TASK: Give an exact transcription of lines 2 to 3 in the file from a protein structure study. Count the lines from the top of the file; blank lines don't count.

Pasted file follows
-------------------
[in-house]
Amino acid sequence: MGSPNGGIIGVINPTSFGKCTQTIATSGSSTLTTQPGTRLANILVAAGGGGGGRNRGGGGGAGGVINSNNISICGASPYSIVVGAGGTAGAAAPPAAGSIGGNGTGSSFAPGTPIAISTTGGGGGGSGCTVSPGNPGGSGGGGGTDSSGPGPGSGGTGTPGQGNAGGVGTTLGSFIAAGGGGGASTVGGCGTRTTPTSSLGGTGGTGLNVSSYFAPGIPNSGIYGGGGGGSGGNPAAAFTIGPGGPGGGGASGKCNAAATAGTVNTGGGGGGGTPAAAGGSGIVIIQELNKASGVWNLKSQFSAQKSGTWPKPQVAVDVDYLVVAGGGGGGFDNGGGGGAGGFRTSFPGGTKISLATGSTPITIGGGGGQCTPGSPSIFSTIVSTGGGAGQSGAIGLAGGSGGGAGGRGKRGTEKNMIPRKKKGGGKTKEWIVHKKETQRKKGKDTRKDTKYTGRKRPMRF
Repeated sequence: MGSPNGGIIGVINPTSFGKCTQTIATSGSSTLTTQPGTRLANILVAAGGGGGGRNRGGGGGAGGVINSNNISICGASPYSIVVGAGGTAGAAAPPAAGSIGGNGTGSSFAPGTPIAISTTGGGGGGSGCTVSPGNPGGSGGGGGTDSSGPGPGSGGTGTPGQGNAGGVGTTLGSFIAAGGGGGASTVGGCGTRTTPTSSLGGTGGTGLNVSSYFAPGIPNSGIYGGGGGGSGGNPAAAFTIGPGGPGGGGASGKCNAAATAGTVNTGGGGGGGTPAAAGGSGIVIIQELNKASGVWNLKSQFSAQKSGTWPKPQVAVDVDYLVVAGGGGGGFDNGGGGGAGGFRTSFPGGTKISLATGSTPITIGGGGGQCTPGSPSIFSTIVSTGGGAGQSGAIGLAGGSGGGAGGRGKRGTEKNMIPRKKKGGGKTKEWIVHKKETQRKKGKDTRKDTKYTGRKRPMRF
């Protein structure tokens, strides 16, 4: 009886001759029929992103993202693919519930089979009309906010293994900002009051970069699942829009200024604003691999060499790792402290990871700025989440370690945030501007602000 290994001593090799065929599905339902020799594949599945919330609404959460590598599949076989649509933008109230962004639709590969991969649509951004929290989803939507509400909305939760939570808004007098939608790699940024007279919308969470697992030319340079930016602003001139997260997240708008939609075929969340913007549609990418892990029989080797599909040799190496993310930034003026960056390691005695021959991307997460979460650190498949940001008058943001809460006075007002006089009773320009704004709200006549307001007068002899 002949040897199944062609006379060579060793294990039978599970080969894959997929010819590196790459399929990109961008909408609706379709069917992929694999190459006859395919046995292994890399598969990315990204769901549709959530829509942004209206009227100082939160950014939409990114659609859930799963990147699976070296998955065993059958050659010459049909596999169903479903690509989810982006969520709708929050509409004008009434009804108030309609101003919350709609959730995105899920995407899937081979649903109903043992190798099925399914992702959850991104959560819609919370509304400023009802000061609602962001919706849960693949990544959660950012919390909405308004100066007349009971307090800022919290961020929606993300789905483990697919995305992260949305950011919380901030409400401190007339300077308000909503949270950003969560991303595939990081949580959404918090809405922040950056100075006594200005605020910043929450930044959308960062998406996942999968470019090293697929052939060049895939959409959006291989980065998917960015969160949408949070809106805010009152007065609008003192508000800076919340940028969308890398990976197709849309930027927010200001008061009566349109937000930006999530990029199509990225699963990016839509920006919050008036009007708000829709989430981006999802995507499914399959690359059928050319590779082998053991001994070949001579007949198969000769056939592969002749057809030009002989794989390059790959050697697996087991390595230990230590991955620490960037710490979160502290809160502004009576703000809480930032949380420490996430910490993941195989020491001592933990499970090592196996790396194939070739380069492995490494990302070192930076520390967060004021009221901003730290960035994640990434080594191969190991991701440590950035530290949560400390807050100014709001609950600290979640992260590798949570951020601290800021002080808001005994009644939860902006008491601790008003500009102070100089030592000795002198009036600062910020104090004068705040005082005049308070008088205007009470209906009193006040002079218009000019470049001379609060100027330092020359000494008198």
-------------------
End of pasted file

Amino acid sequence: MGSPNGGIIGVINPTSFGKCTQTIATSGSSTLTTQPGTRLANILVAAGGGGGGRNRGGGGGAGGVINSNNISICGASPYSIVVGAGGTAGAAAPPAAGSIGGNGTGSSFAPGTPIAISTTGGGGGGSGCTVSPGNPGGSGGGGGTDSSGPGPGSGGTGTPGQGNAGGVGTTLGSFIAAGGGGGASTVGGCGTRTTPTSSLGGTGGTGLNVSSYFAPGIPNSGIYGGGGGGSGGNPAAAFTIGPGGPGGGGASGKCNAAATAGTVNTGGGGGGGTPAAAGGSGIVIIQELNKASGVWNLKSQFSAQKSGTWPKPQVAVDVDYLVVAGGGGGGFDNGGGGGAGGFRTSFPGGTKISLATGSTPITIGGGGGQCTPGSPSIFSTIVSTGGGAGQSGAIGLAGGSGGGAGGRGKRGTEKNMIPRKKKGGGKTKEWIVHKKETQRKKGKDTRKDTKYTGRKRPMRF
Repeated sequence: MGSPNGGIIGVINPTSFGKCTQTIATSGSSTLTTQPGTRLANILVAAGGGGGGRNRGGGGGAGGVINSNNISICGASPYSIVVGAGGTAGAAAPPAAGSIGGNGTGSSFAPGTPIAISTTGGGGGGSGCTVSPGNPGGSGGGGGTDSSGPGPGSGGTGTPGQGNAGGVGTTLGSFIAAGGGGGASTVGGCGTRTTPTSSLGGTGGTGLNVSSYFAPGIPNSGIYGGGGGGSGGNPAAAFTIGPGGPGGGGASGKCNAAATAGTVNTGGGGGGGTPAAAGGSGIVIIQELNKASGVWNLKSQFSAQKSGTWPKPQVAVDVDYLVVAGGGGGGFDNGGGGGAGGFRTSFPGGTKISLATGSTPITIGGGGGQCTPGSPSIFSTIVSTGGGAGQSGAIGLAGGSGGGAGGRGKRGTEKNMIPRKKKGGGKTKEWIVHKKETQRKKGKDTRKDTKYTGRKRPMRF